Bin Laden attacked Citizens United, campaign finance
A Bernie Sanders stump speech? No, these were the views of the late Osama Bin Laden.
In a remarkable open letter to the American people, one of 113 declassified documents found following his 2011 death, the world’s then-most-wanted man had much to say about money, politics, and even Thomas Paine.
The undated document, likely written either in 2009 or early 2010, refers to the “higher court adjudicating their support of political financing by corporations.” The founder of the al-Qaida Islamist terror network also condemned the U.S. campaign finance system in terms remarkably similar to the rhetoric of campaign finance critics in the United States.
Sanders, a Vermont senator who is currently trailing Hillary Clinton in the race for the Democratic presidential nomination, did not respond to requests for comment on the apparent thumbs-up from the mastermind of the Sept. 11, 2001 terrorist attacks on the Pentagon and the World Trade Center.
Bin Laden's comments were apparently in reference to the landmark Citizens United court case. In its January, 2010 decision, the Supreme Court overturned legislation barring corporations and unions from paying for political advertisements made independently of the campaigns of candidates.
Bin Laden likened the decision by the court to the American colonial period, when the British controlled the appointment of judges and local political leaders.
America needs a Paine-like figure to point out the similarities between then and now, the terror chief said, comparing the British monopoly on tea to corporations today.
“Similarly, the corruption is deep rooted now in all higher authorities, thus giving authorities over these offices to corporations,” bin Laden claimed. “Subsequently, the higher court adjudicated their support of political financing by corporations under such circumstances.”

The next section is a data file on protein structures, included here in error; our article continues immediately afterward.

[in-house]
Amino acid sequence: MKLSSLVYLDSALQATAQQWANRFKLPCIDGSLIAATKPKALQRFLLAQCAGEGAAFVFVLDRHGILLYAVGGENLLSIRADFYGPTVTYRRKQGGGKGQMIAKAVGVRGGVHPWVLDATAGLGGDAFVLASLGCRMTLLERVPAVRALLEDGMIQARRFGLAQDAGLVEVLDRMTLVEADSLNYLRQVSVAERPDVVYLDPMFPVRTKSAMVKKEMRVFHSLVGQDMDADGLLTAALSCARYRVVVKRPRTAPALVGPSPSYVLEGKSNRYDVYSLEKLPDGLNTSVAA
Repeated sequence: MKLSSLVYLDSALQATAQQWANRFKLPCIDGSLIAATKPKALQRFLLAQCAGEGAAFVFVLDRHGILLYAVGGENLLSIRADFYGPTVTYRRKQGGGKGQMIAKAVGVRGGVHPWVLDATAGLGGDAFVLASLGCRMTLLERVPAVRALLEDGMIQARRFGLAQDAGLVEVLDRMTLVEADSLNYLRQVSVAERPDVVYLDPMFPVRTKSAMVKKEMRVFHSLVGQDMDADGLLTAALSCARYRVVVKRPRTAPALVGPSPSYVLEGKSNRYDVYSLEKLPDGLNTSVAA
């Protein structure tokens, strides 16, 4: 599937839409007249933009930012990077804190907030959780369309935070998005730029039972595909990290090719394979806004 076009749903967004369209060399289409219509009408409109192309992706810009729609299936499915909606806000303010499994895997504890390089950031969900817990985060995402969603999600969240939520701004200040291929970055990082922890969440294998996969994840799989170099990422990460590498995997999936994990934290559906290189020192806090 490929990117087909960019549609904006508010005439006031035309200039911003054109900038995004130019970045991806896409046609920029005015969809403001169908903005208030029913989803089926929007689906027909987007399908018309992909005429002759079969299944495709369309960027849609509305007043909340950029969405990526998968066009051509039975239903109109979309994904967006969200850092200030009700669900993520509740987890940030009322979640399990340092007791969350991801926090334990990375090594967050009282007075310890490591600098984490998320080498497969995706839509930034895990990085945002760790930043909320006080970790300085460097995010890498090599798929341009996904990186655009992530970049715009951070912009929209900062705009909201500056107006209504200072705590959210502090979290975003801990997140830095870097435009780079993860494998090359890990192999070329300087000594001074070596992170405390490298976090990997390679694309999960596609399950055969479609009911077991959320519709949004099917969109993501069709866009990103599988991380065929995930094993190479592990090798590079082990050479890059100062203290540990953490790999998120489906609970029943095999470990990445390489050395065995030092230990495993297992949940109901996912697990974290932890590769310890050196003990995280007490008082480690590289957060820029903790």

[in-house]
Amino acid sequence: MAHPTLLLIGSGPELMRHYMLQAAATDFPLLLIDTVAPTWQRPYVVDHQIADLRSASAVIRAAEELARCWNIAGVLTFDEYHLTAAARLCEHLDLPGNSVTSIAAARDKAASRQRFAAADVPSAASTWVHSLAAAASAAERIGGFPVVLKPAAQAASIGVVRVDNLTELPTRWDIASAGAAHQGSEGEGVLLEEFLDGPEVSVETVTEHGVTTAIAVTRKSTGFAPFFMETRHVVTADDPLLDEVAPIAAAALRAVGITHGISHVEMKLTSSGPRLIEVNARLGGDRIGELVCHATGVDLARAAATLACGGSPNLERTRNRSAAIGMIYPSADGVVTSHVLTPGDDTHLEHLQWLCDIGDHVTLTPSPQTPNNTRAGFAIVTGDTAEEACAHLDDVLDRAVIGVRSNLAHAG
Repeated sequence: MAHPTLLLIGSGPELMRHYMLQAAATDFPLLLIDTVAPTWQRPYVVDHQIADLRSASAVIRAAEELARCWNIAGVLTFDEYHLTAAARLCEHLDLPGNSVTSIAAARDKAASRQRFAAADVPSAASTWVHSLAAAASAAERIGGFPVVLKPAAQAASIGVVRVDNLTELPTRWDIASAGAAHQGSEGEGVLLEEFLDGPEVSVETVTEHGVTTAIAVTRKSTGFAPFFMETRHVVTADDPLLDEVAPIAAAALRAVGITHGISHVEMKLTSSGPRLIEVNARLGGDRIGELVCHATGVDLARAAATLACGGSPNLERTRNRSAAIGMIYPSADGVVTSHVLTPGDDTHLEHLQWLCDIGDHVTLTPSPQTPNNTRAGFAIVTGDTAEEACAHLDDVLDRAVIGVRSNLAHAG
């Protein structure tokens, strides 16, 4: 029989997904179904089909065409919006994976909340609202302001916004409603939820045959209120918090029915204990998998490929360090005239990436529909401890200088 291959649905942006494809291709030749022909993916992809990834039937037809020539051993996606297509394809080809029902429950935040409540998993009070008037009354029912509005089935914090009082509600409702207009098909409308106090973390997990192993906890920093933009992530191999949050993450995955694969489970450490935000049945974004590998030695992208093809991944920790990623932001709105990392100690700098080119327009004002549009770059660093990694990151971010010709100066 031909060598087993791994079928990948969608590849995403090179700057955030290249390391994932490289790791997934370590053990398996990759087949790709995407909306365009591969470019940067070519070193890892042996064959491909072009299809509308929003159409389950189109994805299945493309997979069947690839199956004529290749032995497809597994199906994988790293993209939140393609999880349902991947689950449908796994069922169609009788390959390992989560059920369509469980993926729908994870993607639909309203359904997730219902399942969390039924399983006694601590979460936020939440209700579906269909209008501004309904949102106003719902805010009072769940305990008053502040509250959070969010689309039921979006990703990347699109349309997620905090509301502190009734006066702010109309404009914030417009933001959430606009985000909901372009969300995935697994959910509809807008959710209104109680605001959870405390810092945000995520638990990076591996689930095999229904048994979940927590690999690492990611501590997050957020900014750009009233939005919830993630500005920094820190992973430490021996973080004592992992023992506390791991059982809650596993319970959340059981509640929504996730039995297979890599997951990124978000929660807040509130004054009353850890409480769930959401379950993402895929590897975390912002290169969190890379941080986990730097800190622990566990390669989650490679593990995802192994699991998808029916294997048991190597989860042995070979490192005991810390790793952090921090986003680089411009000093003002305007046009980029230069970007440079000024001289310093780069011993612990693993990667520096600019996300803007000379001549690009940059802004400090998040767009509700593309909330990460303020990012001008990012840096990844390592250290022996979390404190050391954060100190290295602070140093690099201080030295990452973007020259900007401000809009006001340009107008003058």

The letter was reportedly issued as bin Laden was hiding out in his compound in the northern Pakistani city of Abbottabad, where he was killed in a U.S. raid in 2011. Although bin Laden issued a number of letters to the American public after 9/11, the one released this week has not previously been published.
“The subject of my talk to you is the overwhelming control of capital and its effect on the ongoing war between us," bin Laden wrote. "I direct my talk specifically to those who support real change, especially the youth.”
He goes on to rail against the “tyranny of the control of capital by large companies,” claiming it has harmed the economy, and he reveals an apparent concern for U.S taxpayers.
Referring to the 2008 financial collapse, bin Laden said the administration “reverted to using taxpayer's money to rescue the vultures by using the assets of the victims.”
He also referred to the Obama administration, speaking in almost warm terms about the president’s “good intentions,” but someone who can do little when dealing with lobbyists.
“The course of the policies of the present administration in several areas clearly reveals that whoever enters the White House, even with good intentions to safeguard the peoples' interest, is no more than a train operator,” bin Laden wrote.
“His only task is to keep the train on the tracks that are laid down by the lobbyists in New York and Washington to serve their interests first, even if it is counter to your security and economy," he said. “Any president who tries to move the train from the lobbyist's tracks to a track for the American people's interests will confront very strong opposition and pressures from the lobbyists.”
Bin Laden called for a revolution “to free the White House and to free Barack Husayn (sic) so he can implement the change you seek. It does not only include improvement of your economic situation and ensure your security, but more importantly, helps him in making a rational decision to save humanity from the harmful (greenhouse) gases that threaten its destiny.”